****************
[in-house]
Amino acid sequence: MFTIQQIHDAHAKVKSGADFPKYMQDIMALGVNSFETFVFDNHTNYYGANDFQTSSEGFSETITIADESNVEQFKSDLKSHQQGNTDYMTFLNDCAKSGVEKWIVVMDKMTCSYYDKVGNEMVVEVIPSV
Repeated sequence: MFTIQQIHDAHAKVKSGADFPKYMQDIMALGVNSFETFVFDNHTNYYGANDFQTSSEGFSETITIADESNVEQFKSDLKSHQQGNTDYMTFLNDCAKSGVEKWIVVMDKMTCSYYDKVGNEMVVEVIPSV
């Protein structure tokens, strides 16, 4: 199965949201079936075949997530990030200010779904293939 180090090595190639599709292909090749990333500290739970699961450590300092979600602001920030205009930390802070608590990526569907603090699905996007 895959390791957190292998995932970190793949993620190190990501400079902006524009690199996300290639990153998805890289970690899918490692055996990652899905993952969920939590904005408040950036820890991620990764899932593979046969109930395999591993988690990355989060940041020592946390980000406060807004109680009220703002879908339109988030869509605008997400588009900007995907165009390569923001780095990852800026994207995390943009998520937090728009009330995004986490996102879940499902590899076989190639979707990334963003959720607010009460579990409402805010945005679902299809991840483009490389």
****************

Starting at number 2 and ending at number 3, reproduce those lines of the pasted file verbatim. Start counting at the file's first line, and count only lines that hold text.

Amino acid sequence: MFTIQQIHDAHAKVKSGADFPKYMQDIMALGVNSFETFVFDNHTNYYGANDFQTSSEGFSETITIADESNVEQFKSDLKSHQQGNTDYMTFLNDCAKSGVEKWIVVMDKMTCSYYDKVGNEMVVEVIPSV
Repeated sequence: MFTIQQIHDAHAKVKSGADFPKYMQDIMALGVNSFETFVFDNHTNYYGANDFQTSSEGFSETITIADESNVEQFKSDLKSHQQGNTDYMTFLNDCAKSGVEKWIVVMDKMTCSYYDKVGNEMVVEVIPSV